“This office believes there is a meaningful risk that the publication will materially prejudice ongoing criminal investigations,” the letter said, adding that were Mr. Pomerantz to reveal grand jury material, he could be charged with a felony because such information is by law secret, and that profiting from his work as a public servant in New York City might also be illegal.
In response, Simon & Schuster said that it stood behind the book, and Mr. Pomerantz writes in the book that he did not “prejudice any investigation or prosecution of Donald Trump” or reveal grand jury information.
The office also says that Mr. Pomerantz was bound by a nondisclosure agreement he signed in late 2020 when he was consulting on the case. Mr. Pomerantz says that the agreement was not binding after he formally joined the office in early 2021.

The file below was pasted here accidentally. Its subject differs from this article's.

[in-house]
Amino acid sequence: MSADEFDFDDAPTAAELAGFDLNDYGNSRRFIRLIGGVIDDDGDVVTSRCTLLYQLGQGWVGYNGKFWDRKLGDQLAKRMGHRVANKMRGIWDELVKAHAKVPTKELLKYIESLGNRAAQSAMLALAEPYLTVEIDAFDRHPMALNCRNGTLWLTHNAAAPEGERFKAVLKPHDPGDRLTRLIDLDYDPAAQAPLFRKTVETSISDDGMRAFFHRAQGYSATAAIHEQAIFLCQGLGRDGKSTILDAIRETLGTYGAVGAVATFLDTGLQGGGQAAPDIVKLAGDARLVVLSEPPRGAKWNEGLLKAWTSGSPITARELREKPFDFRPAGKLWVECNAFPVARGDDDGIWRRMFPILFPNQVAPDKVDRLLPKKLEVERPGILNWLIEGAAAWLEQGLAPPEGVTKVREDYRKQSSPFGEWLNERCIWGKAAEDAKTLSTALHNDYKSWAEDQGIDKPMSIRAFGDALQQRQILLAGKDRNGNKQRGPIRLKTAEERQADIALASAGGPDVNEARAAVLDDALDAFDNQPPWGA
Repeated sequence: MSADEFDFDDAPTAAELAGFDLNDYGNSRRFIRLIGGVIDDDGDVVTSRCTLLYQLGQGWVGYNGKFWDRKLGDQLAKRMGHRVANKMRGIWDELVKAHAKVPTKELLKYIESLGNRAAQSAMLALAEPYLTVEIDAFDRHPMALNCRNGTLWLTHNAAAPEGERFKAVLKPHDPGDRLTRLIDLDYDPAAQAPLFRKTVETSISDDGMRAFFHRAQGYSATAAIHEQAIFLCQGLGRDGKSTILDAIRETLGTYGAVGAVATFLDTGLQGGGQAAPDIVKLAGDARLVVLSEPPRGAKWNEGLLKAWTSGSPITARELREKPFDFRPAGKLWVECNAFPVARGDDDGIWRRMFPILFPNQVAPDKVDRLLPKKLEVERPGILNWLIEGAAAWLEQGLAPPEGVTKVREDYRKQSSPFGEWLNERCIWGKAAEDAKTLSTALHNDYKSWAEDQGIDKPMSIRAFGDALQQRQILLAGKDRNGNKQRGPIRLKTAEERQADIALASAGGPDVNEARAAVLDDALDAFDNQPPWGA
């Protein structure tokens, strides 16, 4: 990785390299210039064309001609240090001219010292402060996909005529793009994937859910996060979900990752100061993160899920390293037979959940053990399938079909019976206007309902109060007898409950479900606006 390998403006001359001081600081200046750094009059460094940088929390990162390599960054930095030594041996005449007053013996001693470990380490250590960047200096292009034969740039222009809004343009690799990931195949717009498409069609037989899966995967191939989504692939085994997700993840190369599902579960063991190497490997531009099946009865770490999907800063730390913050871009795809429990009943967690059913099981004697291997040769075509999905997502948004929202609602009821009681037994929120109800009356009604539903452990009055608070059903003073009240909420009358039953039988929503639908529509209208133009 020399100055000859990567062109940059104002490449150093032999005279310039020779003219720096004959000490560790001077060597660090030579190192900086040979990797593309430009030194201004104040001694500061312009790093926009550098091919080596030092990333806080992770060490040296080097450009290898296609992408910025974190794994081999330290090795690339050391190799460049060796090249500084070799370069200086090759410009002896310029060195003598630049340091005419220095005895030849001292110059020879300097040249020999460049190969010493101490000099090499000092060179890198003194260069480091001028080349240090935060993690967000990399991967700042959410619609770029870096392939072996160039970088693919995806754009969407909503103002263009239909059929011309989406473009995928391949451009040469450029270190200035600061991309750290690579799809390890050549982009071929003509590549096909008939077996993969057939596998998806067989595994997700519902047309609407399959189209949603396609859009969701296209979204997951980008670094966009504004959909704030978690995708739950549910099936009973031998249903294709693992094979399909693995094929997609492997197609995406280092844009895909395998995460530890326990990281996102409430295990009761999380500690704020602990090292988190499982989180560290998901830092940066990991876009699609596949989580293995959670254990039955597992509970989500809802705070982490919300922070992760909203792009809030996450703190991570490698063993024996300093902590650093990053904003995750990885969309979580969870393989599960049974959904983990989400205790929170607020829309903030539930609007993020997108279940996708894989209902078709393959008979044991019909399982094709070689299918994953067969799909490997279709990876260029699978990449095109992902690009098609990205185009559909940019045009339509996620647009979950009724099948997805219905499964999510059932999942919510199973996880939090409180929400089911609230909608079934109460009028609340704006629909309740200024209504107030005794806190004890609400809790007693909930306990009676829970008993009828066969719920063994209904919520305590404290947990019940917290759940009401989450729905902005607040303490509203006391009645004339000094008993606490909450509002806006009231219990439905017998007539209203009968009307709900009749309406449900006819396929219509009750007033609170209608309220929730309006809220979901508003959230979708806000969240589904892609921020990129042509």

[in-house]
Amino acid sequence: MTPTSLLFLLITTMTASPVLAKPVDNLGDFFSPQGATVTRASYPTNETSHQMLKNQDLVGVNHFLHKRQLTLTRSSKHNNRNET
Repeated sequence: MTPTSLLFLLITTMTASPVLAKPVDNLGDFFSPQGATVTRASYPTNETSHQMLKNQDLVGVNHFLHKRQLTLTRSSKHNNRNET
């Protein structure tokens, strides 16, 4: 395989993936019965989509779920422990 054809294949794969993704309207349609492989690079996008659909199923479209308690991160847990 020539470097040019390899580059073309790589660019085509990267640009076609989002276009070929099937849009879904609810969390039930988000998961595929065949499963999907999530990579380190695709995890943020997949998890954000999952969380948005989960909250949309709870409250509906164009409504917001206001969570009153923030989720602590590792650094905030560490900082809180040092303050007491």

The book’s description of conversations between Mr. Pomerantz and Mr. Bragg’s team could arguably complicate the investigation.In particular, Mr. Pomerantz detailed Mr. Bragg’s opposition to using Michael D. Cohen, a longtime fixer for Mr. Trump who turned on the former president, as a witness, an awkward disclosure now that Mr. Cohen may become one of Mr. Bragg’s star witnesses.
At one meeting in February of last year, as Mr. Pomerantz and Mr. Dunne were seeking to allay the new district attorney’s fears about the valuations case, Mr. Bragg commented that he “‘could not see a world’ in which we would indict Trump and call Michael Cohen as a prosecution witness,” Mr. Pomerantz writes.
A spokeswoman for the district attorney’s office said that four people who were present at the meeting disputed that recollection.
Some of Mr. Bragg’s aides also attacked Mr. Cohen’s credibility and penchant for media leaks. At a meeting, Mr. Pomerantz writes, one of Mr. Bragg’s senior prosecutors played a recording of a recent media appearance Mr. Cohen made in which he crowed about his importance as a witness in the case. The disclosures could provide ammunition to Mr. Trump’s lawyers as they attacked Mr. Cohen’s credibility.